And this is called "Microsoft having their cake and eating it". They can expound portability and present the facade that .NET is cross-platform, when in reality they provide tools and wizards to ensure it remains anything but. Apps that are infested with native instructions and OS-specific calls are by definition unportable.

    Mono demonstrates the problems faced in porting .NET to other platforms. Mono must literally pull in the whole winelib in order to cope with the number of tainted .NET apps that attempt to call out to Win32. And too bad if you're running Mono on a non-x86, non-Linux system since winelib is x86 only (for now).

    And I don't see the situation getting any better. Perhaps if Mono gains momentum it might put the brakes on tainted code, but there is a long way for that to happen. I believe the only way Mono is going to make an impact is if ships with a cross-platform IDE with tools that default to its open source stack. This is almost a reality since ICSharpDevelop & MonoDevelop are both fairly complete IDEs but there is nothing yet which defaults to the open source stack and runs on all major platforms.

    • And too bad if you're running Mono on a non-x86, non-Linux system since winelib is x86 only (for now).

      From the Darwine FAQ [opendarwin.org]:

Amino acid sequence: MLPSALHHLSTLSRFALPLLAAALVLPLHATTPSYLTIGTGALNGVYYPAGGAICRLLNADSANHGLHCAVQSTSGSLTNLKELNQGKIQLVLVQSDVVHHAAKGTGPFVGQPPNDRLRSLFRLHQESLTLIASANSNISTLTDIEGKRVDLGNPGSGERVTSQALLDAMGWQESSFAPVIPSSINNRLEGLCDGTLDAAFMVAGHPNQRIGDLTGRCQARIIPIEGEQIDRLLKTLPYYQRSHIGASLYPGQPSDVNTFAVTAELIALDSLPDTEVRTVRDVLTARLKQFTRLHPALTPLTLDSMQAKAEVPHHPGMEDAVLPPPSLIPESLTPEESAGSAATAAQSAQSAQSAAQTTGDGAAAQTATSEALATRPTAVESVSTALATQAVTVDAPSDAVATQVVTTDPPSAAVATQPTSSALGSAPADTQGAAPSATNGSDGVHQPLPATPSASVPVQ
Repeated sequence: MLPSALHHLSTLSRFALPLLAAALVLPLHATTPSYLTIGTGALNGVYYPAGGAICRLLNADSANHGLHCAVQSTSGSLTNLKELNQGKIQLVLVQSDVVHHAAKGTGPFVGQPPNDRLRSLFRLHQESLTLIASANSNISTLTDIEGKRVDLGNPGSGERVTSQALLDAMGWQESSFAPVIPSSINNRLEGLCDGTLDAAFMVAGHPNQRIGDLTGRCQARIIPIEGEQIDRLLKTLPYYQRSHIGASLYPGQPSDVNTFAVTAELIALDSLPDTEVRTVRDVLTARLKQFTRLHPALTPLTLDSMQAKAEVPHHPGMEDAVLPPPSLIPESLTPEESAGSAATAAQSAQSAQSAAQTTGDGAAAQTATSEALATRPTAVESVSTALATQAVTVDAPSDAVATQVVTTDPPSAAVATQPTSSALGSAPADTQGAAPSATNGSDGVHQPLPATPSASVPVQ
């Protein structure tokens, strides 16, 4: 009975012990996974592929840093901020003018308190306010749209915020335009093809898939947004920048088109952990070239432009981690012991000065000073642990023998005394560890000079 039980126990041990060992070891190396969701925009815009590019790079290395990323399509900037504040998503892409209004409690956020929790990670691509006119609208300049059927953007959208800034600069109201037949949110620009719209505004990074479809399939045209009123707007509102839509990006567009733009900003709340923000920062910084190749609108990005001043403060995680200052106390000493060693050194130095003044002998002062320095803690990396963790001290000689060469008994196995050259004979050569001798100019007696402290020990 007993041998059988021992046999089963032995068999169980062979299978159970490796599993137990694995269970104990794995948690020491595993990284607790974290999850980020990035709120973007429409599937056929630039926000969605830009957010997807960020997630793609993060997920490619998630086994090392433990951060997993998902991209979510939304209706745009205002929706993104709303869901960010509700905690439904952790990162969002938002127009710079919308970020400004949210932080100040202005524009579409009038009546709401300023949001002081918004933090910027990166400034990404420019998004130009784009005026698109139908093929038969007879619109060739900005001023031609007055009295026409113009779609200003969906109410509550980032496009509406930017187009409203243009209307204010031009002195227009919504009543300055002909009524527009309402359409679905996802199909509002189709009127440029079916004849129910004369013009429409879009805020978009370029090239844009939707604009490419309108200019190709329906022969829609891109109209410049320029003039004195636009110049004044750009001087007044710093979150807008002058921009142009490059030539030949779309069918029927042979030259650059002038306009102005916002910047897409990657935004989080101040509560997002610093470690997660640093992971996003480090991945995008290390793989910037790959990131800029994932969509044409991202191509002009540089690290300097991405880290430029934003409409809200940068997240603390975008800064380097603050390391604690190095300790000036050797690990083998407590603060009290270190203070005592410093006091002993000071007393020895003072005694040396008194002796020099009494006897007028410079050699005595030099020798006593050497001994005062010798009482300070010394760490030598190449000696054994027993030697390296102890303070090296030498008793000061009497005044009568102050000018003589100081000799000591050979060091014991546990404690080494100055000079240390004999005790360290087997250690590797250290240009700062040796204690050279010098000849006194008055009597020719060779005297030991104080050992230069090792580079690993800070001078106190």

It means that WineLib is now working on Mac OS X, and that developers should be able to recompile their Win32 Apps using WineLib and make them work in Mac OS X.
      • I know about Darwine (hence the for now in my original post), but this project is only a port of the Win32 API. That might help for PInvoke but it won't help you if you're invoking unsafe C++ DLLs or other x86 instructions. Phase two of Darwine supposedly integrates winelib with an x86 emulator but it hasn't happened yet.

        But even if / when that occurs it's not ideal. In fact it's terrible. To run .NET apps on the PPC, not only do you need Mono but also winelib and an x86 emulator!

        As a corporate entity M

    • to paraphrase: "it's harder to write insecure code, therefore it's more secure."

      sounds like security by obscurity to me...

      that's a good thing, right?